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Charles Evans 25's page

Pathfinder Society Member. 7,180 posts (9,994 including aliases). 16 reviews. No lists. No wishlists. 1 Pathfinder Society character. 70 aliases.


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Nooooooo! He was one of the few good (current) Australian test batsmen that the (non-female) England team had worked out how to (usually) get out cheaply!!!!
On a more sombre note though, my sympathy to all his friends, his family, and his team-mates.


Death in Heaven:
???

Edit:
Okay, it was a spectacle, but it looked to me like it had been written on the basis of providing a spectacle, and not necessarily to make much coherent sense.


Dark Waters:
Without going into spoilers, bwahahahahahahahahahahah!
I'm not absolutely convinced the villain-of-the-week was being truthful as to their identity at the end, although if said villain was then it puts an interesting light on some of the things they did earlier in the episode.


DM Barcas wrote:
And then they follow it up with what might be the single worst episode in years. There was almost nothing redeemable about that episode.

If you're referring to 'In the Forest of the Night' it was fun children's television, at its most fluffy and 'awwwwww'. You may very well have seen future stars there, as child-actors.

Now as to whether it's Doctor Who?...
(The immediately previous two episodes, 'Mummy on the Orient Express' and 'Flatline' both seem to have had the same writer, 'Jamie Mathieson'. 'In the Forest of the Night' was apparently written by 'Frank Cottrell Boyce'. Different writers, different styles of story.)


Erik Mona wrote:

My dream is to do a huge Absalom hardcover with tons and tons of interconnected NPCs. I absolutely love Uncaged and would really love to do something like it for Pathfinder.

I have a feeling that Katapesh might have more scope for the bizarre in characters/personalities - and feature considerably fewer potential continuity banana-skins than Absalom for the writers/editors of such a book to have to worry about slipping on.


Mummy on the Orient Express

Spoiler:
So much for Clara's big 'you suck, I'm out of here' scene at the end of 'Kill the Moon' the previous week. Despite her 'I-don't-think-I-can-put-up-with-ever-travelling-with-you-again' declaration we didn't even go one episode without her. Out of universe, I wonder if it means the scriptwriter had no idea what had gone on in the script for the previous episode? One of the hazards of having multiple writers, maybe... And another episode about soldiers. Fast becoming the biggest theme of the season, after the ubiquitous Clara.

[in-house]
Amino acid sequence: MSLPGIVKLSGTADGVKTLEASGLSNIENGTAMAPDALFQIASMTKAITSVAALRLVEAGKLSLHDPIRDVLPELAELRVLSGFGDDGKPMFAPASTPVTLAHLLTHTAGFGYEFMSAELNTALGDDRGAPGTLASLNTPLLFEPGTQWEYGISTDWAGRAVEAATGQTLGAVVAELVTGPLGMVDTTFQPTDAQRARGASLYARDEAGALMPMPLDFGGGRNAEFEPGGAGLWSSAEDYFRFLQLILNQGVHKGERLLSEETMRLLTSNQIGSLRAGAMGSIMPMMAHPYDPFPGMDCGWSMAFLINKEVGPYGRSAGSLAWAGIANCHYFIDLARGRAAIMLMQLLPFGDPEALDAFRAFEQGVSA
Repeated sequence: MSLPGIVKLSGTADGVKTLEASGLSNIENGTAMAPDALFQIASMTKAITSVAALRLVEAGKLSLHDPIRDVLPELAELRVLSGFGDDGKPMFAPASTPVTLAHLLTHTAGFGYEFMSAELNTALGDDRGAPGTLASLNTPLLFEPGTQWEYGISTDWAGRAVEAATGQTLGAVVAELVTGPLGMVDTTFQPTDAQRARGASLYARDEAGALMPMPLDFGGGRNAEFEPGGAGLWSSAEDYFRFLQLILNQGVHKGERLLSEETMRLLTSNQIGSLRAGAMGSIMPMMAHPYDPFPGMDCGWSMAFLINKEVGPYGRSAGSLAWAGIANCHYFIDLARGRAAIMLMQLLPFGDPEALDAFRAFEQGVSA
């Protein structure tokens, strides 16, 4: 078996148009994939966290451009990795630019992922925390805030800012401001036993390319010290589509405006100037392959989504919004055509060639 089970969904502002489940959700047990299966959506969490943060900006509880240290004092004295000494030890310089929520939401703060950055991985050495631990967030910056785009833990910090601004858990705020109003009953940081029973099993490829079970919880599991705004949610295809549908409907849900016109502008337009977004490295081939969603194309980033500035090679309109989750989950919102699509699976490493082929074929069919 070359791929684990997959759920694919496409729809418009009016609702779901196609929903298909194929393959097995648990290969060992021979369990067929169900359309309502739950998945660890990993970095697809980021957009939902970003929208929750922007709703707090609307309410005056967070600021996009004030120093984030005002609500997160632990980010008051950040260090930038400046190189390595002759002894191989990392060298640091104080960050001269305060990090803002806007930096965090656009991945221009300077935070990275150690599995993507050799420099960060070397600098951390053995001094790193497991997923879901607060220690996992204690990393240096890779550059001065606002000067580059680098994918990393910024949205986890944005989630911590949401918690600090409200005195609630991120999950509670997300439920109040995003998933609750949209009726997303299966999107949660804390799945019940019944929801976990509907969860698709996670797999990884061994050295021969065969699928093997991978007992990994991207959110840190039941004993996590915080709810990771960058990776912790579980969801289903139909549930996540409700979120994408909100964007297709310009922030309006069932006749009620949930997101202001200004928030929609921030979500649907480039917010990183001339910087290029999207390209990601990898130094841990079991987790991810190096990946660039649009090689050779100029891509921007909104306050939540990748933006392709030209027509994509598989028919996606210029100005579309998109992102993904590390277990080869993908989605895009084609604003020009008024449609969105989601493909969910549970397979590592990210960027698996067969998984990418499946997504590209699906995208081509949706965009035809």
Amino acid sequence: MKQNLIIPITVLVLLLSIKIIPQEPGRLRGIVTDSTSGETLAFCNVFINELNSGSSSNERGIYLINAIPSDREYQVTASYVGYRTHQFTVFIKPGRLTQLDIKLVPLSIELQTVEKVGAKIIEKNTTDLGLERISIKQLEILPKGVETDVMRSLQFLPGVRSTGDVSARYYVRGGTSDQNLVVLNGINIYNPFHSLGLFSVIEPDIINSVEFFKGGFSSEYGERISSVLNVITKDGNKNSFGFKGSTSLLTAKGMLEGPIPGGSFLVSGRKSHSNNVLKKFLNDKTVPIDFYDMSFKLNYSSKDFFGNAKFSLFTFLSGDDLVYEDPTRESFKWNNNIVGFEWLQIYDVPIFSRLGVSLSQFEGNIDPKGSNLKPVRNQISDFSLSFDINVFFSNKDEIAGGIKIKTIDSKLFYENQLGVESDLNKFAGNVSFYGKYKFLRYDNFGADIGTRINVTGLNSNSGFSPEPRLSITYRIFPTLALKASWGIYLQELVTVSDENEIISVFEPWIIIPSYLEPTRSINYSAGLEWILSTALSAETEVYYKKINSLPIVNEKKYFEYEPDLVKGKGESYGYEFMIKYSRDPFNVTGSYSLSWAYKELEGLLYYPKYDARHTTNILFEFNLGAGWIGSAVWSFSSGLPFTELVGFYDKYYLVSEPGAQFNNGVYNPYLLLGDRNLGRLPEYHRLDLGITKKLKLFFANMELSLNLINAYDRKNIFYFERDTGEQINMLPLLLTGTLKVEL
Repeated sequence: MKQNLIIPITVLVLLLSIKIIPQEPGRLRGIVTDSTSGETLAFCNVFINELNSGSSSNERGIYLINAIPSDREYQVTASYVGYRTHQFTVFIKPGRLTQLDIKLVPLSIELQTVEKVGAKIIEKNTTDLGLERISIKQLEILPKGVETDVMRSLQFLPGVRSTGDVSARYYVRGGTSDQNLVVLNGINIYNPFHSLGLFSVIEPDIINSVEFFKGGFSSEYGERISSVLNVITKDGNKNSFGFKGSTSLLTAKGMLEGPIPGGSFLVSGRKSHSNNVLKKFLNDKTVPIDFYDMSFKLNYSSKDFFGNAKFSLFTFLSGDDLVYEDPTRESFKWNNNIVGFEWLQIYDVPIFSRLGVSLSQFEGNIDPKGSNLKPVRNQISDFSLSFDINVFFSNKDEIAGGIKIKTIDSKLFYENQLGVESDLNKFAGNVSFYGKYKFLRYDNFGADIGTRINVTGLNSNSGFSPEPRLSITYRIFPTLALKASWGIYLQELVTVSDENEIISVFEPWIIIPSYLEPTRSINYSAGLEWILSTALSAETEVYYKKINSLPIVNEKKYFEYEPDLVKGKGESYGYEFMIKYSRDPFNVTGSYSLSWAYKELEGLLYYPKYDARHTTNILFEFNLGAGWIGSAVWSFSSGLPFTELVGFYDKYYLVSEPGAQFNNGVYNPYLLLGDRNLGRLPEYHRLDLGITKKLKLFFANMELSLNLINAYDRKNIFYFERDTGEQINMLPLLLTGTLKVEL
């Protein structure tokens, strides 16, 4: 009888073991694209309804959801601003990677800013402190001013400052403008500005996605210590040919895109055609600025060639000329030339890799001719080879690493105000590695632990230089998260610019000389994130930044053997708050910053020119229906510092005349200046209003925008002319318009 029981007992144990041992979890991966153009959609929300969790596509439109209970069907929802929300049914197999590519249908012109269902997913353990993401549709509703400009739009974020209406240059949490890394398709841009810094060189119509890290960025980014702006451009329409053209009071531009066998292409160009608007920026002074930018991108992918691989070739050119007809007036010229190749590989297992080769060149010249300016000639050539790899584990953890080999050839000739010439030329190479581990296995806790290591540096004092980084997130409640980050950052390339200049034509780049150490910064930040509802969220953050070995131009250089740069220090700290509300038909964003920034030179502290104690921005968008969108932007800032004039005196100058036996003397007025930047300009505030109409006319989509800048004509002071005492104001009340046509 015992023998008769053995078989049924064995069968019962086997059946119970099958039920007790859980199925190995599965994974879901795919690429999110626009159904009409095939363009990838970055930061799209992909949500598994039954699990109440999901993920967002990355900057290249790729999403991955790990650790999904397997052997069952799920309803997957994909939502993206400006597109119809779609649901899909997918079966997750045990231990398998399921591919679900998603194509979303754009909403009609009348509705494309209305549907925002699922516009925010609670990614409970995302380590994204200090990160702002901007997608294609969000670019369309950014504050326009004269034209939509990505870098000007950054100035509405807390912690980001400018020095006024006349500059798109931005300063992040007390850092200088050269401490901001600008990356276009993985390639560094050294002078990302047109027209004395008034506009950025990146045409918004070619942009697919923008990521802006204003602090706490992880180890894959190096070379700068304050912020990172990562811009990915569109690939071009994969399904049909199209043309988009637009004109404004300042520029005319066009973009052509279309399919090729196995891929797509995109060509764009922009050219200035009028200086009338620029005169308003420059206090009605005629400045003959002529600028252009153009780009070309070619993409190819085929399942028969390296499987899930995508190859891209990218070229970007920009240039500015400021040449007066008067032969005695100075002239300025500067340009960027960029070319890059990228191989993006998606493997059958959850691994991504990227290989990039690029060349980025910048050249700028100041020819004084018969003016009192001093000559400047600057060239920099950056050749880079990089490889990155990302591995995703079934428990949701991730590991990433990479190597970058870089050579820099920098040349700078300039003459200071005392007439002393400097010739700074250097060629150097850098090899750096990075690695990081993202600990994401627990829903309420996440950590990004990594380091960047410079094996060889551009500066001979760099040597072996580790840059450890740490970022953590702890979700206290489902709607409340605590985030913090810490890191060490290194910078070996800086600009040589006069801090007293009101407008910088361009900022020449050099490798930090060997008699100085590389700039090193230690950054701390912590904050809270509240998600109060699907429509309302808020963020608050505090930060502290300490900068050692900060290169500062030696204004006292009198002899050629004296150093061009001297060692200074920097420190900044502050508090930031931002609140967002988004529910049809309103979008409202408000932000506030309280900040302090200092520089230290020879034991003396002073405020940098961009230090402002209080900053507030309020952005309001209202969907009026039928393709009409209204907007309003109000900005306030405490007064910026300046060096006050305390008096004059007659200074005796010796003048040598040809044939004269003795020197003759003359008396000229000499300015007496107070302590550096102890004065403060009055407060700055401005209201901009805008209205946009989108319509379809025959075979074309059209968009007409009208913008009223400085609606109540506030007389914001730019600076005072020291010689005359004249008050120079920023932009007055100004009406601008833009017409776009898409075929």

Charles Evans 25 wrote:
...For all that know, though...

Ahem. Sorry about that. That should have been '...For all that I know, though...' Eczema on hands giving me trouble at the moment. Anyway, carry on with the previews/teasers.


Sean K Reynolds wrote:
Charles Evans 25 wrote:

Trying to be vaguely on-topic regarding crossbows/bows, then if

Quote:
... the differences between bows and crossbows are cosmetic as far as the rules are concerned...

presumably crossbows and longbows are identically priced too. If they aren't, but they're otherwise functionally identical, practically everyone (NPCs and PCs) are going to end up using the cheaper one, bar the odd character with a weird fetish for the more expensive weapon.

Variants in the price of a basic weapon are irrelevant to PCs after about level 2 in PF, but the prices still serve as a way to push NPCs into various wealth categories.

Frex:
* A group of poor bandits might only be able to afford scale mail (50 gp, AC +5) instead of chainmail (150 gp, AC +6).
* As a show of wealth, a baron might splurge for breastplates for his guards (200 gp, AC +6) instead of chainmail, even though for most characters they are functionally the same (breastplate's +3 max Dex bonus only matters if your Dex is 16 or higher, otherwise chainmail is just as good at +2, and the –4 ACP only matters compared to chainmail's –5 if your guards are doing something fancy like climbing).
* A more frugal baron might just buy chainmail, saving 150 gp per guard, and decide to pay his guards more to ensure their loyalty.

Lotsa stuff you can do with little differences in gear costs.

But crossbows and bows are weapons - they're not there to look fancy, but to kill/subdue people. It seems to me that if a crossbow and a bow have the same ease of use, the same range, the same rate of fire, the same accuracy, and dish out the same damage to a target hit, then practically everyone ought to be using the cheaper option if there's any difference in price; if for no other reason then on the grounds that the cheaper weapon allows you to outfit more impressed (or hired) men/women with it (or to spend it on other stuff like the baronial castle or pretty looking armour which makes the wearer feel more secure).

It seems to me not to make economic sense for two weapons identical in effect to be in use at broadly similar levels in a game world unless the price of them is identical too. (Well not unless governments or other powerful organizations are involved... 'you will not buy those cheaper foreign Kojivini crossbows here in Smooglewood, but will pay twice the price for our own Smoogle bows' or maybe 'the Vorgonian bow is undoubtedly considerably cheaper than any crossbow on the market, and at least as effective; unfortunately the method of making them is a jealously guarded secret of the Church of the Heretic Egg Boilers, and they only make the weapons available to their members and affiliates'.)
Edit:
For all that know, though, bows and crossbows may be identically priced in this game though, in which case carry on... :)